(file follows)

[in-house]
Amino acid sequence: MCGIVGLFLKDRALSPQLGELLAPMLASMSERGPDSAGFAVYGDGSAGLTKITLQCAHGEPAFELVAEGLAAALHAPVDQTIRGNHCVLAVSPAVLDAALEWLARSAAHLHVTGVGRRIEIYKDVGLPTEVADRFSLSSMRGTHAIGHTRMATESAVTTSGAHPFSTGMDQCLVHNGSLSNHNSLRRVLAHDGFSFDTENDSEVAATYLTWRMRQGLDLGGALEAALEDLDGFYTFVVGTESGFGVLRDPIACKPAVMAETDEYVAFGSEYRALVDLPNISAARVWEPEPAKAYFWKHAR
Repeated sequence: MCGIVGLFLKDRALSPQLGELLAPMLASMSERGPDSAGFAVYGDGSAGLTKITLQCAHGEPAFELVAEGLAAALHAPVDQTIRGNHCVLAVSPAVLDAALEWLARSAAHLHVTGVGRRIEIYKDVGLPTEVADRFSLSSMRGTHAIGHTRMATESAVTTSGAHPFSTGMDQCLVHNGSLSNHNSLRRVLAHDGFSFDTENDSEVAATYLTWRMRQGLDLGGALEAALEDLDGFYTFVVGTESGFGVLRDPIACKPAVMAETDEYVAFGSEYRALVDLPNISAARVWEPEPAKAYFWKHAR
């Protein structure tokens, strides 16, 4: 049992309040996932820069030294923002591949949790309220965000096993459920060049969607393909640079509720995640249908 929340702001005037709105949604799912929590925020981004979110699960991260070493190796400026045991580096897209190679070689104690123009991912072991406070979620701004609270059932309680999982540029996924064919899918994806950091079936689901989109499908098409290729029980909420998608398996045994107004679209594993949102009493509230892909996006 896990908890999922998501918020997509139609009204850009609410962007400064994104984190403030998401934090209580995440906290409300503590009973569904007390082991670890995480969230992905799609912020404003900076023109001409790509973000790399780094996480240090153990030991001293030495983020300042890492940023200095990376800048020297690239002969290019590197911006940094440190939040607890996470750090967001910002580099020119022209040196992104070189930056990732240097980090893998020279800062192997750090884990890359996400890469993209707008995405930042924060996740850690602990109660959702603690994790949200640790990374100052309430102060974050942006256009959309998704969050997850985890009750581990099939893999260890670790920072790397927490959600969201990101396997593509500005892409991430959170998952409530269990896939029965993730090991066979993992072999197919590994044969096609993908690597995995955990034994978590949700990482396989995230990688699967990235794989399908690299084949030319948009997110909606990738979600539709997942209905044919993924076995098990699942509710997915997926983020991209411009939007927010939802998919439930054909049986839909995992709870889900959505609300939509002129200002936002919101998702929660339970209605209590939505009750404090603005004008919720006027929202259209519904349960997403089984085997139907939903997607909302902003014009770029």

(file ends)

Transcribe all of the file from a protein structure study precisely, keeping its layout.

[in-house]
Amino acid sequence: MCGIVGLFLKDRALSPQLGELLAPMLASMSERGPDSAGFAVYGDGSAGLTKITLQCAHGEPAFELVAEGLAAALHAPVDQTIRGNHCVLAVSPAVLDAALEWLARSAAHLHVTGVGRRIEIYKDVGLPTEVADRFSLSSMRGTHAIGHTRMATESAVTTSGAHPFSTGMDQCLVHNGSLSNHNSLRRVLAHDGFSFDTENDSEVAATYLTWRMRQGLDLGGALEAALEDLDGFYTFVVGTESGFGVLRDPIACKPAVMAETDEYVAFGSEYRALVDLPNISAARVWEPEPAKAYFWKHAR
Repeated sequence: MCGIVGLFLKDRALSPQLGELLAPMLASMSERGPDSAGFAVYGDGSAGLTKITLQCAHGEPAFELVAEGLAAALHAPVDQTIRGNHCVLAVSPAVLDAALEWLARSAAHLHVTGVGRRIEIYKDVGLPTEVADRFSLSSMRGTHAIGHTRMATESAVTTSGAHPFSTGMDQCLVHNGSLSNHNSLRRVLAHDGFSFDTENDSEVAATYLTWRMRQGLDLGGALEAALEDLDGFYTFVVGTESGFGVLRDPIACKPAVMAETDEYVAFGSEYRALVDLPNISAARVWEPEPAKAYFWKHAR
């Protein structure tokens, strides 16, 4: 049992309040996932820069030294923002591949949790309220965000096993459920060049969607393909640079509720995640249908 929340702001005037709105949604799912929590925020981004979110699960991260070493190796400026045991580096897209190679070689104690123009991912072991406070979620701004609270059932309680999982540029996924064919899918994806950091079936689901989109499908098409290729029980909420998608398996045994107004679209594993949102009493509230892909996006 896990908890999922998501918020997509139609009204850009609410962007400064994104984190403030998401934090209580995440906290409300503590009973569904007390082991670890995480969230992905799609912020404003900076023109001409790509973000790399780094996480240090153990030991001293030495983020300042890492940023200095990376800048020297690239002969290019590197911006940094440190939040607890996470750090967001910002580099020119022209040196992104070189930056990732240097980090893998020279800062192997750090884990890359996400890469993209707008995405930042924060996740850690602990109660959702603690994790949200640790990374100052309430102060974050942006256009959309998704969050997850985890009750581990099939893999260890670790920072790397927490959600969201990101396997593509500005892409991430959170998952409530269990896939029965993730090991066979993992072999197919590994044969096609993908690597995995955990034994978590949700990482396989995230990688699967990235794989399908690299084949030319948009997110909606990738979600539709997942209905044919993924076995098990699942509710997915997926983020991209411009939007927010939802998919439930054909049986839909995992709870889900959505609300939509002129200002936002919101998702929660339970209605209590939505009750404090603005004008919720006027929202259209519904349960997403089984085997139907939903997607909302902003014009770029």